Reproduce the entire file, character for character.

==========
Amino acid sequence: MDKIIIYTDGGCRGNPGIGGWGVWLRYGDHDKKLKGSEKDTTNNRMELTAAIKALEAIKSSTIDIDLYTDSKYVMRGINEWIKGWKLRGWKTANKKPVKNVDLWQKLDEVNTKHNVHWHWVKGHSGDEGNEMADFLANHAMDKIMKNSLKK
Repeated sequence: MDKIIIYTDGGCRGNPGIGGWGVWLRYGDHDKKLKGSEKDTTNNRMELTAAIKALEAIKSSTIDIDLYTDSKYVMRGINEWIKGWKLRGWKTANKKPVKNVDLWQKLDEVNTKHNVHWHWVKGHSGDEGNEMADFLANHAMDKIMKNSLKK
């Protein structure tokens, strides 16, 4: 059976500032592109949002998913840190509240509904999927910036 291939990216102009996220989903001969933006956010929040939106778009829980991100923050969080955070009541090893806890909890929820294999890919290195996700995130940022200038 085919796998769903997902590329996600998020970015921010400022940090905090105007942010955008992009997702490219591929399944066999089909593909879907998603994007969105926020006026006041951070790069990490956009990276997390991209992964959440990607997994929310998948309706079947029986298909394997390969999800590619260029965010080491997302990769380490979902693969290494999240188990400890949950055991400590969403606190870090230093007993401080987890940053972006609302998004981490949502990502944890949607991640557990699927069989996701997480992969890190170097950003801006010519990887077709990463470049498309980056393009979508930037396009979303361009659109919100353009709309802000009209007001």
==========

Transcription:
Amino acid sequence: MDKIIIYTDGGCRGNPGIGGWGVWLRYGDHDKKLKGSEKDTTNNRMELTAAIKALEAIKSSTIDIDLYTDSKYVMRGINEWIKGWKLRGWKTANKKPVKNVDLWQKLDEVNTKHNVHWHWVKGHSGDEGNEMADFLANHAMDKIMKNSLKK
Repeated sequence: MDKIIIYTDGGCRGNPGIGGWGVWLRYGDHDKKLKGSEKDTTNNRMELTAAIKALEAIKSSTIDIDLYTDSKYVMRGINEWIKGWKLRGWKTANKKPVKNVDLWQKLDEVNTKHNVHWHWVKGHSGDEGNEMADFLANHAMDKIMKNSLKK
């Protein structure tokens, strides 16, 4: 059976500032592109949002998913840190509240509904999927910036 291939990216102009996220989903001969933006956010929040939106778009829980991100923050969080955070009541090893806890909890929820294999890919290195996700995130940022200038 085919796998769903997902590329996600998020970015921010400022940090905090105007942010955008992009997702490219591929399944066999089909593909879907998603994007969105926020006026006041951070790069990490956009990276997390991209992964959440990607997994929310998948309706079947029986298909394997390969999800590619260029965010080491997302990769380490979902693969290494999240188990400890949950055991400590969403606190870090230093007993401080987890940053972006609302998004981490949502990502944890949607991640557990699927069989996701997480992969890190170097950003801006010519990887077709990463470049498309980056393009979508930037396009979303361009659109919100353009709309802000009209007001």